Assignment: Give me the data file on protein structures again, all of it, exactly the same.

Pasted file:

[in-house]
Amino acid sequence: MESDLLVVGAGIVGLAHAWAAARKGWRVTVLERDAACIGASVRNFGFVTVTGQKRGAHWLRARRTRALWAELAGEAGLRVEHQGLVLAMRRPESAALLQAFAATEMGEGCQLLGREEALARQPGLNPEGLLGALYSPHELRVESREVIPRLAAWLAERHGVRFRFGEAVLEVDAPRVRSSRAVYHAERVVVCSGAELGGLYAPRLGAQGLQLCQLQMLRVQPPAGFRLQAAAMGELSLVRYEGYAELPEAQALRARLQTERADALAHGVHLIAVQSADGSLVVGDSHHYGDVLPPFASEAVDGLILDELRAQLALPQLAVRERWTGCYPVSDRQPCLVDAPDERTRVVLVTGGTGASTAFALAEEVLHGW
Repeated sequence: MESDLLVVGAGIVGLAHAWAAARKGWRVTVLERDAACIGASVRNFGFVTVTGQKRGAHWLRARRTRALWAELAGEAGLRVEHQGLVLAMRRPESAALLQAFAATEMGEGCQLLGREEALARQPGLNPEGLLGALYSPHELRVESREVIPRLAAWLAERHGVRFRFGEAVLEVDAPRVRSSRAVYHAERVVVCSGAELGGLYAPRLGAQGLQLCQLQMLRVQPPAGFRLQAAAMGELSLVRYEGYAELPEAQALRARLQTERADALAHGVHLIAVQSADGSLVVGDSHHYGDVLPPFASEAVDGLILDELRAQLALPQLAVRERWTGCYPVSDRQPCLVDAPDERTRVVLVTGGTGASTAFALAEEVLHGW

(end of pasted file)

[in-house]
Amino acid sequence: MESDLLVVGAGIVGLAHAWAAARKGWRVTVLERDAACIGASVRNFGFVTVTGQKRGAHWLRARRTRALWAELAGEAGLRVEHQGLVLAMRRPESAALLQAFAATEMGEGCQLLGREEALARQPGLNPEGLLGALYSPHELRVESREVIPRLAAWLAERHGVRFRFGEAVLEVDAPRVRSSRAVYHAERVVVCSGAELGGLYAPRLGAQGLQLCQLQMLRVQPPAGFRLQAAAMGELSLVRYEGYAELPEAQALRARLQTERADALAHGVHLIAVQSADGSLVVGDSHHYGDVLPPFASEAVDGLILDELRAQLALPQLAVRERWTGCYPVSDRQPCLVDAPDERTRVVLVTGGTGASTAFALAEEVLHGW
Repeated sequence: MESDLLVVGAGIVGLAHAWAAARKGWRVTVLERDAACIGASVRNFGFVTVTGQKRGAHWLRARRTRALWAELAGEAGLRVEHQGLVLAMRRPESAALLQAFAATEMGEGCQLLGREEALARQPGLNPEGLLGALYSPHELRVESREVIPRLAAWLAERHGVRFRFGEAVLEVDAPRVRSSRAVYHAERVVVCSGAELGGLYAPRLGAQGLQLCQLQMLRVQPPAGFRLQAAAMGELSLVRYEGYAELPEAQALRARLQTERADALAHGVHLIAVQSADGSLVVGDSHHYGDVLPPFASEAVDGLILDELRAQLALPQLAVRERWTGCYPVSDRQPCLVDAPDERTRVVLVTGGTGASTAFALAEEVLHGW